Location: Cool and Cold Water Aquaculture Research
Title: Identification of a Novel Gill Specific Calpain from the Rainbow Trout (Oncorhynchus Mykiss) Authors
|Salem, Salem - WEST VIRGINIA UNIVERSITY|
|Yao, Jianbo - WEST VIRGINIA UNIVERSITY|
Submitted to: Fish Physiology and Biochemistry Journal
Publication Type: Peer Reviewed Journal
Publication Acceptance Date: June 28, 2005
Publication Date: September 6, 2006
Citation: Salem, S., Rexroad Iii, C.E., Yao, J. 2006. Identification of a novel gill specific calpain from the rainbow trout (oncorhynchus mykiss). Fish Physiology and Biochemistry Journal. 32:1-6. Interpretive Summary: The genetic improvement of species for production efficiency is facilitated by identification of genes controlling traits of interest. Calpains are intracellular proteins involved in many important cellular functions and have been identified as candidate genes potentially affecting carcass quality traits. We report the identification of a rainbow trout cDNA sequence which codes for a novel calpain catalytic subunit, predominantly expressed in gills. Identification of this novel calpain subunit will help in understanding the calpain system in non-mammals, and may assist in improving product quality of this species as calpains play an important role in ante-mortem muscle growth and post-mortem meat quality characteristics. This information will aid scientists in our understating of protein catabolism in fishes at the molecular level.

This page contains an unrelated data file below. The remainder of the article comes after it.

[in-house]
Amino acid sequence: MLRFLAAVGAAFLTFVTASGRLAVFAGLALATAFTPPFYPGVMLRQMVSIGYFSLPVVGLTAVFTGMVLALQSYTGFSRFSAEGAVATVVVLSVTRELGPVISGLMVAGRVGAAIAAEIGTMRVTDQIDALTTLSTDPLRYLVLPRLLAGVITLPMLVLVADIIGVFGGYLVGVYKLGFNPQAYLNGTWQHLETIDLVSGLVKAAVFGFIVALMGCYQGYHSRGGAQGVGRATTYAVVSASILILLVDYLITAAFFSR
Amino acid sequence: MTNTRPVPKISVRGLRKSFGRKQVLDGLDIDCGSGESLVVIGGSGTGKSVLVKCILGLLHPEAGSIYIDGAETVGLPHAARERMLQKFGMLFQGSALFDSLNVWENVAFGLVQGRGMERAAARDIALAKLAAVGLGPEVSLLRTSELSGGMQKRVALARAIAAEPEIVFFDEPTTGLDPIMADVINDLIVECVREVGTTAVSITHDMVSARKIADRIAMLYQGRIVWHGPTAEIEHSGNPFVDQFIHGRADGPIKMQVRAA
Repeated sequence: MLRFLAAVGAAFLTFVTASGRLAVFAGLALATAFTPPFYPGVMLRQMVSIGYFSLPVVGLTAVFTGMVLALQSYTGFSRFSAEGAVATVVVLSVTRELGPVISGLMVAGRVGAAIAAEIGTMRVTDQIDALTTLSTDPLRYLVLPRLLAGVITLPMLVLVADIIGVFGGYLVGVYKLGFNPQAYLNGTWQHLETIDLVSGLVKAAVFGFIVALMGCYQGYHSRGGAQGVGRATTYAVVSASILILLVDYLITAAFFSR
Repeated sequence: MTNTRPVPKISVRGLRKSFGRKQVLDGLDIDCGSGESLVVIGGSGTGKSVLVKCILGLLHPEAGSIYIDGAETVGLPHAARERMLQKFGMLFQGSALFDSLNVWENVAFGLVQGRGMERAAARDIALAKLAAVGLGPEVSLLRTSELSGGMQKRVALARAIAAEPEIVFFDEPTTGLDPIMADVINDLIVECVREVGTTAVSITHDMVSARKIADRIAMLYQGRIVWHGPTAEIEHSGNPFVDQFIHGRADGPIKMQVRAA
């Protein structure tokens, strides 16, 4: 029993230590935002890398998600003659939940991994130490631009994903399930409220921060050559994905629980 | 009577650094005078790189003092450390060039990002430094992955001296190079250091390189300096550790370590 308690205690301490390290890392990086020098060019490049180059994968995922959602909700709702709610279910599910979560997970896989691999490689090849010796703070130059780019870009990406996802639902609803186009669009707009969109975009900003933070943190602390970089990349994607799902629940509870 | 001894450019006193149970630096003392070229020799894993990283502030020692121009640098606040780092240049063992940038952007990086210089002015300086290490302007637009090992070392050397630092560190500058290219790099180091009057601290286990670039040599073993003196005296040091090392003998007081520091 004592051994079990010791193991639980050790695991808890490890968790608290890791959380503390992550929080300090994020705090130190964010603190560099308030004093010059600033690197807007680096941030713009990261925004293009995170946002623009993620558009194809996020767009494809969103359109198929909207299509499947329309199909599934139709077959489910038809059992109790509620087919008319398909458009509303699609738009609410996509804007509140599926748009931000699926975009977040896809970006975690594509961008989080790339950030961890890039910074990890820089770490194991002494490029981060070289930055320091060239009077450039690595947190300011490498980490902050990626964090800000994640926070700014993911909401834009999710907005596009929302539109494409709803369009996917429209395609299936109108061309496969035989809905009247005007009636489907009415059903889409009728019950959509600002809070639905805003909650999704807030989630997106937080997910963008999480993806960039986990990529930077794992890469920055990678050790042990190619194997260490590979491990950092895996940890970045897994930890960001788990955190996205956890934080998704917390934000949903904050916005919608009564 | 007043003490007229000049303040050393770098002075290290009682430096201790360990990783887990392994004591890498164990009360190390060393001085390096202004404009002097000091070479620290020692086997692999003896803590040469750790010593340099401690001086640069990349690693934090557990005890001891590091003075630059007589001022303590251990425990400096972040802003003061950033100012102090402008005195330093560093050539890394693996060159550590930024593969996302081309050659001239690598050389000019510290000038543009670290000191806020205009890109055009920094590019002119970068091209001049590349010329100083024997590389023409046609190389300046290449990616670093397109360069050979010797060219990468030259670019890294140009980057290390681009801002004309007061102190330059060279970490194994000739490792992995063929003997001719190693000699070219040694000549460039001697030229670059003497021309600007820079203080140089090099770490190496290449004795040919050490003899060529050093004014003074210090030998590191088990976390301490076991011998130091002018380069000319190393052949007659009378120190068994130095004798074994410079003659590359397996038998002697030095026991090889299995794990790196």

Technical Abstract: Calpains are calcium-dependent neutral proteases responsible for many cellular functions. Many mammalian calpains are expressed in a tissue-specific manner. We report here the identification of a rainbow trout cDNA coding for a novel calpain catalytic subunit, predominantly expressed in gills. The predicted protein of 676 amino acids contains the characteristic domains of calpains. Comparison of the fish gill specific calpain subunits with the ubiquitously expressed calpain subunits as well as other tissue specific subunits revealed that the fish gill specific calpain is an orthologue of the mammalian digestive tract specific calpain.